However, that money was not included in the 2009/2010 fiscal year’s draft budget that was reviewed, although McGinnis said he intends to include it in the tentative budget that is to be approved in May.
The money is an adjustment in impact revenue for the 2005/2006, 2006/2007 and 2007/2008 fiscal years, as federal officials believe federal properties within the county were under-assessed, said McGinnis.
In late September last year, the district resubmitted an application for federal impact revenue, also commonly known as Payment In Lieu of Taxes (PILT), based on new guidelines, and later on in the fall received notification of the increased PILT money, according to Trigg County Assistant Superintendent Beth Sumner.
“I consider these revenues as a one-time adjustment,” McGinnis said. “I do not know what to expect in future federal impact receipts. We do not know what to expect this year (FY 2008/2009).”
Although McGinnis made suggestions about how the money should be used, no action was taken at the meeting, as he wanted the board to wait until after the Kentucky General Assembly approves a state budget.
Between Land Between the Lakes and Fort Campbell, the federal government owns between one-fourth and one-third of the county, and this portion is excluded from local taxation, so the government gives federal impact money to counties with federal property or facilities.
However, according to McGinnis, federal impact revenue to the county has been spotty at best, generally ranging from roughly $12,000 to slightly more than $100,000. McGinnis called $12,000 “pocket change” when compared to the school district’s multi-million-dollar budget.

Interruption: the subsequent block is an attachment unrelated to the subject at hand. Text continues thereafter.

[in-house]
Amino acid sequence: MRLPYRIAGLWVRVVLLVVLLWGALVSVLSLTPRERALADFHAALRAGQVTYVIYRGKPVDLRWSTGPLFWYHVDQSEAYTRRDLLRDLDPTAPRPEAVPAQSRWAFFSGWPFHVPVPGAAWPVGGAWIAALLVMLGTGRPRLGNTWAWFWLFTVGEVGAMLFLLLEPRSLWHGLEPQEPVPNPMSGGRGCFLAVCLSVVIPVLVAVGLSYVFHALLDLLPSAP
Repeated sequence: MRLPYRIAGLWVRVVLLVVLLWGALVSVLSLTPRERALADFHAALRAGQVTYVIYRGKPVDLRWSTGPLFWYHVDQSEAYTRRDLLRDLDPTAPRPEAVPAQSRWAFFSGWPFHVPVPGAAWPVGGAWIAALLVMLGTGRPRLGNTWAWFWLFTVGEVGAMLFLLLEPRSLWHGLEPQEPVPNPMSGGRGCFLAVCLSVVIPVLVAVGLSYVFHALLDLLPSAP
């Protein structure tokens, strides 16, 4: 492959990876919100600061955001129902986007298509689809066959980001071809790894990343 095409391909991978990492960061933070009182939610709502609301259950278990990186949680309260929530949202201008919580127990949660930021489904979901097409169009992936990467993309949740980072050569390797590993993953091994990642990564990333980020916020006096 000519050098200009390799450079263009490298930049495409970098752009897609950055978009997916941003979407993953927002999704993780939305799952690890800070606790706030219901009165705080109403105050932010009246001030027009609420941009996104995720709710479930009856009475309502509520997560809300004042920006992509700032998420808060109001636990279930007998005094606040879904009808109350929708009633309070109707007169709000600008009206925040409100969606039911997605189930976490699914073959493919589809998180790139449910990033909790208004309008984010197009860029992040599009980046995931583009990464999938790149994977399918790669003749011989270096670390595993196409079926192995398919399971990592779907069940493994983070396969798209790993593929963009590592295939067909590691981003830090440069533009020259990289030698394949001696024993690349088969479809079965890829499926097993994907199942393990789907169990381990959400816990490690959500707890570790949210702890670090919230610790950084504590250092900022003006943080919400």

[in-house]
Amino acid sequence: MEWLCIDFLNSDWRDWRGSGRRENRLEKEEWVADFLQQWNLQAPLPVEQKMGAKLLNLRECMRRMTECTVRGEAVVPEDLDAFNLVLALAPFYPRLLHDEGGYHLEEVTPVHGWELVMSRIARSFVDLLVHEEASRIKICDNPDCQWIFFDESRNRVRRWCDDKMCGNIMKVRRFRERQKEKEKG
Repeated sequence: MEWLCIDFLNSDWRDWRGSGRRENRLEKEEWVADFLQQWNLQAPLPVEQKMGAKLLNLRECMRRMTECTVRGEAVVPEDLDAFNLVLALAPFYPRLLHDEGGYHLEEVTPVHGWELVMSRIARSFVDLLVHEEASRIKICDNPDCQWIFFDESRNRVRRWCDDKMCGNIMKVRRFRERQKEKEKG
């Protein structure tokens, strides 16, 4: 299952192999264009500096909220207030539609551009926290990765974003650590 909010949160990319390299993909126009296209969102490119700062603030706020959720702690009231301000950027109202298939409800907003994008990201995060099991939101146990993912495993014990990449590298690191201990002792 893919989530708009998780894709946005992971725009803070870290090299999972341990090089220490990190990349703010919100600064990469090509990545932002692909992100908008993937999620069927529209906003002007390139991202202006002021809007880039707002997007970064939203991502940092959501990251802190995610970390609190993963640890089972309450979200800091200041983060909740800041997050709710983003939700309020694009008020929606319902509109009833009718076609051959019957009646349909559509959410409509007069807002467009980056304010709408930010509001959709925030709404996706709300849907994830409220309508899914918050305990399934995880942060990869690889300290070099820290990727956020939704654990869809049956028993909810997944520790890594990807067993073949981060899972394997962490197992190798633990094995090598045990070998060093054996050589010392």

McGinnis said that while federal officials have also declared over-payments before and demanded that counties, including Trigg County, return their federal impact money, he considered it a remote possibility in this case.
Trigg County Assistant Superintendent Travis Hamby said that during the assessment of federal lands such as Land Between the Lakes, if the county were to assume LBL to be developed, not all of it would be taxable, as there would have to be roads, schools and churches, which can’t be taxed.
“We have to estimate … what would be non-taxable property,” Hamby said.
Places were the money, which the will electronically transfer to the district, could be used, McGinnis said, could include roofs and other facility needs, buses, phone systems, safety improvements and textbooks and other instructional needs.
“The district could spend all of it, spend none of it, or somewhere in between,” the superintendent said, adding he would place most of it in a contingency, given current economic conditions.
McGinnis said that although $2.3 million is a great deal of money, the school district could spend all of it very quickly, as unmet facility needs alone cost $15 million.
McGinnis thanked Hamby, as well as Mike Bryan and his staff at the Property Valuation Administrator’s Office for their hard work. The PVA office is in charge of assessing the property to find out what the county’s PILT will be.